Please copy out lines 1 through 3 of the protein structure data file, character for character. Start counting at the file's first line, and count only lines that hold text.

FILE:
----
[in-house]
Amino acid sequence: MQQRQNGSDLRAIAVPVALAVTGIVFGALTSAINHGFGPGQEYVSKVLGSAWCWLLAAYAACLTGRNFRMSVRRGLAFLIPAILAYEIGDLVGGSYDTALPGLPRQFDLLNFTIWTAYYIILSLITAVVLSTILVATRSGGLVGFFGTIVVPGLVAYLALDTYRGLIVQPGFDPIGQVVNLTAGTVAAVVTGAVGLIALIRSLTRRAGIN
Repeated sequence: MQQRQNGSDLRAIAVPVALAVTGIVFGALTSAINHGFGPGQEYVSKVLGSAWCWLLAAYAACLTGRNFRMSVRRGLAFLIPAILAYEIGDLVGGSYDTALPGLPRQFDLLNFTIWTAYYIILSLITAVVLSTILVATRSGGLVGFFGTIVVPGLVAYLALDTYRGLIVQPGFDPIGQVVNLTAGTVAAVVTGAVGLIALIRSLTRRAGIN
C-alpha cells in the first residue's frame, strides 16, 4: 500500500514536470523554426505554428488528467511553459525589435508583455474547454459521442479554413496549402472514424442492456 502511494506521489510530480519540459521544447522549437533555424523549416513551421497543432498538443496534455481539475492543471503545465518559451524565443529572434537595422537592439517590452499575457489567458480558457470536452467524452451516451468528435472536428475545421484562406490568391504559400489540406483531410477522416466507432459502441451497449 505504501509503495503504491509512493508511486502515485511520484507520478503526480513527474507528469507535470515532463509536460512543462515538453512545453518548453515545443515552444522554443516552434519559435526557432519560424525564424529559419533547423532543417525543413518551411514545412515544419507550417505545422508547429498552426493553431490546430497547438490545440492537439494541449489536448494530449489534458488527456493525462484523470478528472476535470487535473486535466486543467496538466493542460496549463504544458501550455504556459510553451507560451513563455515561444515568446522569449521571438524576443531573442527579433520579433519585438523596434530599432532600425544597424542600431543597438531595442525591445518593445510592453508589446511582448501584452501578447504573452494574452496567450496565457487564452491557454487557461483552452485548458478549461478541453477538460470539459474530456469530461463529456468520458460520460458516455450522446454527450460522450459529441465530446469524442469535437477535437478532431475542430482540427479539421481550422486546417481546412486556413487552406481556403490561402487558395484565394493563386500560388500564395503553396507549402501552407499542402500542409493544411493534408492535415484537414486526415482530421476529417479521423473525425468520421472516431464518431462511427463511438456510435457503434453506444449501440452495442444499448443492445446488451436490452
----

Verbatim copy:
[in-house]
Amino acid sequence: MQQRQNGSDLRAIAVPVALAVTGIVFGALTSAINHGFGPGQEYVSKVLGSAWCWLLAAYAACLTGRNFRMSVRRGLAFLIPAILAYEIGDLVGGSYDTALPGLPRQFDLLNFTIWTAYYIILSLITAVVLSTILVATRSGGLVGFFGTIVVPGLVAYLALDTYRGLIVQPGFDPIGQVVNLTAGTVAAVVTGAVGLIALIRSLTRRAGIN
Repeated sequence: MQQRQNGSDLRAIAVPVALAVTGIVFGALTSAINHGFGPGQEYVSKVLGSAWCWLLAAYAACLTGRNFRMSVRRGLAFLIPAILAYEIGDLVGGSYDTALPGLPRQFDLLNFTIWTAYYIILSLITAVVLSTILVATRSGGLVGFFGTIVVPGLVAYLALDTYRGLIVQPGFDPIGQVVNLTAGTVAAVVTGAVGLIALIRSLTRRAGIN